LINCOLN, Neb. (AP) -- Lawmakers gave the go-ahead on Thursday for a study of Nebraska's tax climate, with expectations that they'll reform the system and warnings that not everyone will see their taxes cut.
Senators voted to create a 15-member committee that will focus on property, income and sales taxes, and report its findings back to the Legislature.
The committee will look to create tax policy that's fair, simple and stable, while helping Nebraska compete with other states. It will also explore how to keep the system adequate to pay for essential state services, said Sen. Galen Hadley of Kearney, chairman of the Legislature's Revenue Committee.
But Hadley — who will lead the tax modernization committee — cautioned that the findings may not mean across-the-board tax cuts. He said lawmakers may need to show the political courage to enact tax increases in some areas so they can lower others.
Such a battle unfolded earlier this year, when Republican Gov. Dave Heineman released a proposal to eliminate or reduce the state's income tax. In exchange, Heineman recommended that lawmakers abolish millions of dollars' worth of state sales tax exemptions. The plan drew a torrent of criticism from farm groups, manufacturers, nonprofits and others who each stood to lose a sales tax break, and Heineman withdrew the proposals in favor of the study.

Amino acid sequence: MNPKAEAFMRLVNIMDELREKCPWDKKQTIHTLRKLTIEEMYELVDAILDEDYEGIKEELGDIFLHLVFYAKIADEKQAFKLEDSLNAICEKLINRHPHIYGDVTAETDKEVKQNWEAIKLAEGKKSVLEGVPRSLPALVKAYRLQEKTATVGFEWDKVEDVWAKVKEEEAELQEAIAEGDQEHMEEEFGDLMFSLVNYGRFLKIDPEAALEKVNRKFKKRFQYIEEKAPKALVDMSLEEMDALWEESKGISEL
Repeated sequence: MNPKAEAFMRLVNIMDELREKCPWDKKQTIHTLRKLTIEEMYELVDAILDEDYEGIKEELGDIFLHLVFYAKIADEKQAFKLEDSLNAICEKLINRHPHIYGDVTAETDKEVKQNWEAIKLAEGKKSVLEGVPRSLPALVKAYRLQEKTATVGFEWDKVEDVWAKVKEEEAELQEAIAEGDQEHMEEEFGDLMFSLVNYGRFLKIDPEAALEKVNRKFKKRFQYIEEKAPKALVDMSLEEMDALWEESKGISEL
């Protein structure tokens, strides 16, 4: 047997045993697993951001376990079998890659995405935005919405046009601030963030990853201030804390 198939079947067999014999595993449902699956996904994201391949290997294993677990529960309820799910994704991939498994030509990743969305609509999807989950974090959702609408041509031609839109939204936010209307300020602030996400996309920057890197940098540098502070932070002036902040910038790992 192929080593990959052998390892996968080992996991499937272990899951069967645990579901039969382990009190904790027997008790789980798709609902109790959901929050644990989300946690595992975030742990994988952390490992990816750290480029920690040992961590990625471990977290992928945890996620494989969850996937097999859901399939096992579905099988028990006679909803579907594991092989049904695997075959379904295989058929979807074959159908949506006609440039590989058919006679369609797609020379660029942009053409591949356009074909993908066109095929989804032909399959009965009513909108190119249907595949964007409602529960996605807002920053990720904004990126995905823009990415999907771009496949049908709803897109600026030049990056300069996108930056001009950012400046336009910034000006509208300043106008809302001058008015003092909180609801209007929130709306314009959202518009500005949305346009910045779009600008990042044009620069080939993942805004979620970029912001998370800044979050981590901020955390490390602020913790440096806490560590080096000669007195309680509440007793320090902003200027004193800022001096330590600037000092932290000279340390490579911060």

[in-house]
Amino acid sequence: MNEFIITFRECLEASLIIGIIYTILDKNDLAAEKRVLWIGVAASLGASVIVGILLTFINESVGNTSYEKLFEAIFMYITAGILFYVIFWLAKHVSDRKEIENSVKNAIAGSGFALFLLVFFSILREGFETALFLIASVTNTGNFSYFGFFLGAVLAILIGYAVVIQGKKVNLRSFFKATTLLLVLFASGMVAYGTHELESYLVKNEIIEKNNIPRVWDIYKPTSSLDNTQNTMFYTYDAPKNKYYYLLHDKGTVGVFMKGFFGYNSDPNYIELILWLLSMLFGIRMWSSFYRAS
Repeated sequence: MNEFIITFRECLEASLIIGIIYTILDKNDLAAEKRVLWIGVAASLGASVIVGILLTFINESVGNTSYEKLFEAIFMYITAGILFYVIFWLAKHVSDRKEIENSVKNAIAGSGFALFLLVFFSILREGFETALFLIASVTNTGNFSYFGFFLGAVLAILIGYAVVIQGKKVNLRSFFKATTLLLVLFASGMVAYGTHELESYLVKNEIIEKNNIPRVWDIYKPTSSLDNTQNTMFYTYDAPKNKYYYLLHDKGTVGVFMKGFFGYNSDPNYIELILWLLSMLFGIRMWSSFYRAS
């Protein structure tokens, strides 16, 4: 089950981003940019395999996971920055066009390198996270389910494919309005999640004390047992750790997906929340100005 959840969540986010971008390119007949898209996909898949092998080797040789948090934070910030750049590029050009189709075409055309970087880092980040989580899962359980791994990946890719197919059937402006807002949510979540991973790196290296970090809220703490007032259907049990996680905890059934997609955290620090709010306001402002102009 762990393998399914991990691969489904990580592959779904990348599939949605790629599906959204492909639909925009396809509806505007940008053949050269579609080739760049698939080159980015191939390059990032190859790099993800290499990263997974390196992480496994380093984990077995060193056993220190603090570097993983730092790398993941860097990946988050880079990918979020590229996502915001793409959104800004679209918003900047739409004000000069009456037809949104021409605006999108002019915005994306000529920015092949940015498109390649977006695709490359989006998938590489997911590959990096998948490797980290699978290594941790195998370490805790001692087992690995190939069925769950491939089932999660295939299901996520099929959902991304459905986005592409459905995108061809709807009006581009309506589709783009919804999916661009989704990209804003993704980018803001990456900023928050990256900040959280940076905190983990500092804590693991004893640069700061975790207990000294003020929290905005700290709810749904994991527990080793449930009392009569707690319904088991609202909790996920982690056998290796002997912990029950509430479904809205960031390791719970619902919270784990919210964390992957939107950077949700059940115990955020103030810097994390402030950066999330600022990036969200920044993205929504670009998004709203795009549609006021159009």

"This study is not going to come in and have sweeping reductions in all our taxes," Hadley said. ". . . This study is to determine is their equity in our tax system? Have things changed that we need to look at?"
Lawmakers have reviewed the state's tax policy at least three times since a much-touted overhaul of the system in 1967, Hadley said. He said lawmakers will use those studies as a starting point as they develop a plan.
Hadley said lawmakers will examine whether the state should allow sales tax exemptions for services. Hadley said a serviceman recently visited his condo, and left him with a bill of a $97.25 — $95 for labor that wasn't taxed, and $2 for parts that were.
"What's the rationale for that? Well, we're going to look at that," he said. "We're going to look and see how property taxes, sales taxes and income taxes work together. Does that mean every single person in Nebraska is going to have their tax burden lowered? No."
The tax modernization committee will include all members of the Revenue Committee, leaders of five other legislative panels, and two at-large members who will likely be freshman senators.
Sen. Russ Karpisek of Wilber said lawmakers will need to keep an open mind to tax changes that could prove difficult to pass. Karpisek said he wasn't concerned about Nebraska's standing in tax rankings created by outside groups. Heineman and other tax cut supporters have previously pointed to Nebraska's mid-level rankings by the Tax Foundation, a Washington, D.C.-based think tank.
"We need to do what's best for the taxpayers of Nebraska, not to what it looks like for some Chinese company to come in and not pay taxes here," Karpisek said.
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